Circuit diagram of the proposed isolated integrated charger for a conceptual two pole motor: (a) traction mode and (b) charging mode. Haghbin Click to enlarge.

To reduce the magnetization current due to the motor airgap, the motor rotates at synchronous speed during the battery charging. An extra clutch is used in the system to disconnect the motor from the vehicle transmission during the charge operation.

Motor system efficiency in the charging mode is lower than the efficiency in the traction mode. On the other hand, a separate battery charger with a high power is eliminated from the system.

The motor first synchronizes itself to the grid and then starts to charge the battery. Haghbin designed and implemented two experimental setups to verify the proposed scheme. There first was a 20 kW PM motor with a charging power of 3 kW and an efficiency close to 80%. The second system is based on a split-phase PMSM (permanent magnet synchronous motor) motor with two identical windings that are not shifted in the space; Haghbin found that integrated charging is feasible in this scheme as well.

The Chalmers integrated charger is still at the laboratory level. The main challenge for the proposed isolated integrated charger is system efficiency, Haghbin notes. If the motor in its classical shape is used as a transformer, there is an airgap in the magnetization path leading to a reduced efficiency. If the motor is used as a rotating transformer or motor/generator, the loss due to the rotation decreases the efficiency.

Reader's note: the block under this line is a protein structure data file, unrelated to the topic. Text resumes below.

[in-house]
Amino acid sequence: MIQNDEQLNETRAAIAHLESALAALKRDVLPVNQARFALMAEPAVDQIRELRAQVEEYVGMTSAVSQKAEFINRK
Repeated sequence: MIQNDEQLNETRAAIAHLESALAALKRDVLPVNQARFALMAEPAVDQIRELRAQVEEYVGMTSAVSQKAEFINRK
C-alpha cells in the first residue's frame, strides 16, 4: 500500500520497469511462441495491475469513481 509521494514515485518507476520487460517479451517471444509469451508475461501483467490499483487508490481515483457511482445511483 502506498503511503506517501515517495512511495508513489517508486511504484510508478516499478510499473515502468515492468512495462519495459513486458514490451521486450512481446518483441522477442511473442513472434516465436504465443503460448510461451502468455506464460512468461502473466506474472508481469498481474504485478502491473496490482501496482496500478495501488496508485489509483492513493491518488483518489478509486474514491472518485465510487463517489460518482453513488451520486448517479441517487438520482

To achieve a more optimal system, further investigations and experimentation are necessary. However, the product has resulted in both a Swedish and an international patent. Chalmers is trying to find a potential industrial user, and Volvo AB is working on the concept for further enhancement to be used in its systems.

The research was funded by The Swedish Hybrid Vehicle Centre (SHC).




This is a way to complicate battery charging.

A simple, low cost wall mounted higher efficiency DC charger, will do a better job, without an on-board charger.

Road side ultra high speed charging stations will become common place in the not too distant future.

A portable very low cost 115/230 VAC charger could be used as an alternative support system, when and if required.